An Impossible Dream?
Allen Block was responsible for the technical implementation of the new customer relationship management (CRM) software in Los Angeles and Chicago. The software was badly needed to improve follow-up sales for his company, Exert Systems. Exert sold exercise equipment to high schools and colleges, as well as to small and midsized businesses for recreation centers, through a national force of 310 salespeople. The company’s low prices won a lot of sales; however, follow-up service was uneven and the new CRM system promised to resolve those problems with historical data, inquiries, reminders, and updates going to sales reps daily. The CEO of Exert ordered the CRM system installed with all possible haste. Block currently had four members in the team working on this project: two in Los Angeles and two in Chicago. On his way to Chicago from Los Angeles, Block kept on thinking about what was wrong with his team. The guys in LA seemed to be focusing tirelessly on work, alternating work with joking around. His team members in Chicago appeared to be alternating between bickering and avoiding one another. Block kept receiving persistent complaints about his team members’ productivity from his boss Zequine Mansell. All through his flight, Block kept on thinking about the reasons for this low productivity and lack of passion among his team members. Block also started fearing that this would ruin his dreams of replacing his boss Mansell, after her retirement.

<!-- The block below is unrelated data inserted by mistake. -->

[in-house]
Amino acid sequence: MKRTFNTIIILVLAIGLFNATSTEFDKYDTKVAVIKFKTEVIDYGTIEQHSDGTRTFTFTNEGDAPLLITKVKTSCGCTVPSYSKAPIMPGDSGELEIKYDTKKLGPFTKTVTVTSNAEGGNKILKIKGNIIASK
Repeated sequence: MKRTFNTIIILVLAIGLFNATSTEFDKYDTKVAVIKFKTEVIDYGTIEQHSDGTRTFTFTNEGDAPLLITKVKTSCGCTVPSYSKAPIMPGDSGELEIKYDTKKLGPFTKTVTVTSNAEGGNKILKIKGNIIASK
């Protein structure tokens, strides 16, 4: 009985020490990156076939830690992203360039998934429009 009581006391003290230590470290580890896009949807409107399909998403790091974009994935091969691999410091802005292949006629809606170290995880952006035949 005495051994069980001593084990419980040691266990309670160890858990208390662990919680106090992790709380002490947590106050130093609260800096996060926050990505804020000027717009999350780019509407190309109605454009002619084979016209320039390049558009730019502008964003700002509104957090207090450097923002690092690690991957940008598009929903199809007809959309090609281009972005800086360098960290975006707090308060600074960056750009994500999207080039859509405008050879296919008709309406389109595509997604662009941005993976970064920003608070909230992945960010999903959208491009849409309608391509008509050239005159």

1 How would you characterize Block’s leadership approach (task versus people)? What approach do you think is correct for this situation? Why?
2 What would you do now if you were Block? How might you awaken more enthusiasm in your team for completing this project on time? Specify the steps you would take.
3 How would you suggest that Block modify his leadership style if he wants to succeed Mansell in two years? Be specific.
Environmental Designs International
Carver was a highly skilled architect responsible for managing a team of designers in Environmental Designs International’s (EDI) Chicago office. Although his abrupt personality had helped him climb the corporate ladder, his intimidating communication style was beginning to create problems and hamper his ability to get results. Carver learned in his performance review that his work relationships were suffering and the complaints about him were increasing. Even his longtime peers were avoiding him as much as possible and finding ways to work around him. Sensitive to the growing animosity toward him, Carver began to reconsider how he interacted with his staff and peers. He felt motivated to begin using some of the tools he learned in the executive education course he recently completed.
1 “At the senior management level, you get hired for competence. You get fired for personality.” In your opinion, is this statement true or false? 2 How does it relate to Barry Carver and his current leadership style?
Identify the behaviors described in this case that were damaging to Barry Carver’s work relationships. Why would a manager behave this way? What negative consequences did these behaviors have on his peers and subordinates?
3 How realistic is it that Carver (or anyone) can change his own leadership skills? What kind of help might he need?